BLACK HAWK DOWN 25 Years Later

Twenty-five years ago, news flashed across television screens that U.S. troops had engaged in some of the most intenseurban combat since Vietnam and suffered more dead and wounded in a matter of hours than recent years of operations combined. The Battle of Mogadishu on Oct. 3-4, 1993, in Somalia would later be viewed as a tactical success in which, despite daunting odds and unforeseen mishaps, a force of about 100 Americans held off more than 1,000 enemy who poured streams of small arms and rocket attacks in an intense, coordinated ambush. U.S. forces had arrived in the war-torn country in 1992 on a humanitarian mission to get food to starving people in a city where resources were controlled by various warlords. One of those warlords, Gen. Muhammed Farah Aideed, had directed forces that conducted attacks on U.N. allies, killing dozens, and also a bombing in August 1993 that killed four U.S. military police officers. Those attacks changed the mission, dubbed Operation Gothic Serpent, for Task Force Ranger to begin focusing on raids to capture Aideed and his top commanders. Those raids, initially the kind soldiers train for routinely, erupted into a crisis when militiamen downed two Black Hawk helicopters using rocket propelled grenades. The 15-hour battle that ensued left 18 Americans dead and 73 injured. And shocking images of American soldiers dragged through the streets of Mogadishu were seared into the memories of many Americans at home. The book by journalist Mark Bowden and later the movie “Black Hawk Down” chronicled the battle in harrowing detail, memorializing it and contributing to its enduring legacy in both military and civilian circles.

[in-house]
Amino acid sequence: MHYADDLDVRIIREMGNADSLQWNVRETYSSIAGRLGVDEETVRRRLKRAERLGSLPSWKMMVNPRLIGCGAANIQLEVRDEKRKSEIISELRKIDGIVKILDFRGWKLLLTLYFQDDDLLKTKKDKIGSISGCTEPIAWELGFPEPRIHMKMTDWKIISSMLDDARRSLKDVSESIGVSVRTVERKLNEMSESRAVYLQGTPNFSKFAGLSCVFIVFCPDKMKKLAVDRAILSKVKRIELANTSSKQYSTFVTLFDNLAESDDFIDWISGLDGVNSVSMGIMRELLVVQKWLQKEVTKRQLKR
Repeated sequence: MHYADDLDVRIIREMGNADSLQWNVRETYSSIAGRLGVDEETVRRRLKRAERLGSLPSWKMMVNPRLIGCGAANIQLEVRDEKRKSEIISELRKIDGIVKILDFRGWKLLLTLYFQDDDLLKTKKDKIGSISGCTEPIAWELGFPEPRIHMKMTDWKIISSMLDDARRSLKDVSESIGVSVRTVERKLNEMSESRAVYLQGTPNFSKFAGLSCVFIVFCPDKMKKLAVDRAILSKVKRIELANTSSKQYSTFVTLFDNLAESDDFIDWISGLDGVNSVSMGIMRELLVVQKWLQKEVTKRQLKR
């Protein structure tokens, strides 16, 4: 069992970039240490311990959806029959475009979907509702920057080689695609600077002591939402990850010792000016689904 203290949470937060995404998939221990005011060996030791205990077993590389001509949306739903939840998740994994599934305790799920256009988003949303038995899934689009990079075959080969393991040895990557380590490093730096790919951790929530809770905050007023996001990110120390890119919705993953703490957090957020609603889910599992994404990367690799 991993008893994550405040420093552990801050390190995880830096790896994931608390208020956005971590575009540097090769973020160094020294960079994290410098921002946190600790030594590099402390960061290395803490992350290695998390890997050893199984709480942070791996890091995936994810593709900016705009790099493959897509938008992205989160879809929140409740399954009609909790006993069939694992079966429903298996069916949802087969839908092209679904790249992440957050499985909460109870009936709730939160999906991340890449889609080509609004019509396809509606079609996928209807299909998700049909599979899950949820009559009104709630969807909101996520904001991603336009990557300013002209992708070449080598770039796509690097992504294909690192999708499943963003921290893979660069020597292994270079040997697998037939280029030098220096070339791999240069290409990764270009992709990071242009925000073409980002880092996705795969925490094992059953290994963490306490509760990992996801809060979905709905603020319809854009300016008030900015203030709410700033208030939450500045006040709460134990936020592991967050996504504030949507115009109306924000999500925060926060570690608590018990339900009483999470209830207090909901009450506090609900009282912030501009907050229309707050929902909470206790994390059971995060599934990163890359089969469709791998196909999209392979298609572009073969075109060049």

It was in 1993 that Durant’s life would change. He deployed to Somalia as part of the special forces operations in Somalia. During the Battle of Mogadishu, Durant piloted an MH-60 Blackhawk when it was shot down by a rocket-propelled grenade. Despite the helicopter’s crash, Durant survived and defended himself with an MP5 submachine gun with the help of Sergeant First Class Randall Shughart and Master Sergeant Gary Gordon. After Shughart and Gordon were killed, Durant was taken prisoner by enemy forces. He was held in captivity for 11 days. Durant’s experiences in Somalia were later portrayed in the 2001 film Black Hawk Down.